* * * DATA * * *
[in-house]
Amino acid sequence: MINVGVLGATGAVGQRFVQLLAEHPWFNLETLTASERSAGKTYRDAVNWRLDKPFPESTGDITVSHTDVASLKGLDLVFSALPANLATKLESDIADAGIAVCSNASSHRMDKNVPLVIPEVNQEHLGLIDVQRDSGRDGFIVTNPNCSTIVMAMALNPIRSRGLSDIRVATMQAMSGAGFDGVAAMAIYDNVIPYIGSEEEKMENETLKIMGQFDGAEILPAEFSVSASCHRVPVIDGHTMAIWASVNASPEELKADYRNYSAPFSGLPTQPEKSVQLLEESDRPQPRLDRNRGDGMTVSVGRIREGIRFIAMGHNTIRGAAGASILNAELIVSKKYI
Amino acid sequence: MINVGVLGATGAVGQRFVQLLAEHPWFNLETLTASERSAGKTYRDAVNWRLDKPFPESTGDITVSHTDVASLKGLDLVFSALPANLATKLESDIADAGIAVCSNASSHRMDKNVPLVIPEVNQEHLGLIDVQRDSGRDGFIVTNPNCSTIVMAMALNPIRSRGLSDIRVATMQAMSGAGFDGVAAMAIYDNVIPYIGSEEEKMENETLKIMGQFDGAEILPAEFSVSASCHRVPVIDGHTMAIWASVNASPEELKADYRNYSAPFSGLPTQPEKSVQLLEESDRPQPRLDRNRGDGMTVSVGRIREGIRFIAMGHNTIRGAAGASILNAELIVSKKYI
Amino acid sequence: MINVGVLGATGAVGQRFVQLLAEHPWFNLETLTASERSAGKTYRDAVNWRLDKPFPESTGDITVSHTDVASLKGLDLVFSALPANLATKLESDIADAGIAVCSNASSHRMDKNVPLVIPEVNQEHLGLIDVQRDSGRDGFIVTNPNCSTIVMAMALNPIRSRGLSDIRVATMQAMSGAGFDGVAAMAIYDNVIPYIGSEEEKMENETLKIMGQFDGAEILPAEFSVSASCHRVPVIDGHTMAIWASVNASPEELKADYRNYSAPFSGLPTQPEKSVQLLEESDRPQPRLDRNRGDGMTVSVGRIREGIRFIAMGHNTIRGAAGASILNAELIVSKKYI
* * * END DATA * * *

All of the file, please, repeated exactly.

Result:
[in-house]
Amino acid sequence: MINVGVLGATGAVGQRFVQLLAEHPWFNLETLTASERSAGKTYRDAVNWRLDKPFPESTGDITVSHTDVASLKGLDLVFSALPANLATKLESDIADAGIAVCSNASSHRMDKNVPLVIPEVNQEHLGLIDVQRDSGRDGFIVTNPNCSTIVMAMALNPIRSRGLSDIRVATMQAMSGAGFDGVAAMAIYDNVIPYIGSEEEKMENETLKIMGQFDGAEILPAEFSVSASCHRVPVIDGHTMAIWASVNASPEELKADYRNYSAPFSGLPTQPEKSVQLLEESDRPQPRLDRNRGDGMTVSVGRIREGIRFIAMGHNTIRGAAGASILNAELIVSKKYI
Amino acid sequence: MINVGVLGATGAVGQRFVQLLAEHPWFNLETLTASERSAGKTYRDAVNWRLDKPFPESTGDITVSHTDVASLKGLDLVFSALPANLATKLESDIADAGIAVCSNASSHRMDKNVPLVIPEVNQEHLGLIDVQRDSGRDGFIVTNPNCSTIVMAMALNPIRSRGLSDIRVATMQAMSGAGFDGVAAMAIYDNVIPYIGSEEEKMENETLKIMGQFDGAEILPAEFSVSASCHRVPVIDGHTMAIWASVNASPEELKADYRNYSAPFSGLPTQPEKSVQLLEESDRPQPRLDRNRGDGMTVSVGRIREGIRFIAMGHNTIRGAAGASILNAELIVSKKYI
Amino acid sequence: MINVGVLGATGAVGQRFVQLLAEHPWFNLETLTASERSAGKTYRDAVNWRLDKPFPESTGDITVSHTDVASLKGLDLVFSALPANLATKLESDIADAGIAVCSNASSHRMDKNVPLVIPEVNQEHLGLIDVQRDSGRDGFIVTNPNCSTIVMAMALNPIRSRGLSDIRVATMQAMSGAGFDGVAAMAIYDNVIPYIGSEEEKMENETLKIMGQFDGAEILPAEFSVSASCHRVPVIDGHTMAIWASVNASPEELKADYRNYSAPFSGLPTQPEKSVQLLEESDRPQPRLDRNRGDGMTVSVGRIREGIRFIAMGHNTIRGAAGASILNAELIVSKKYI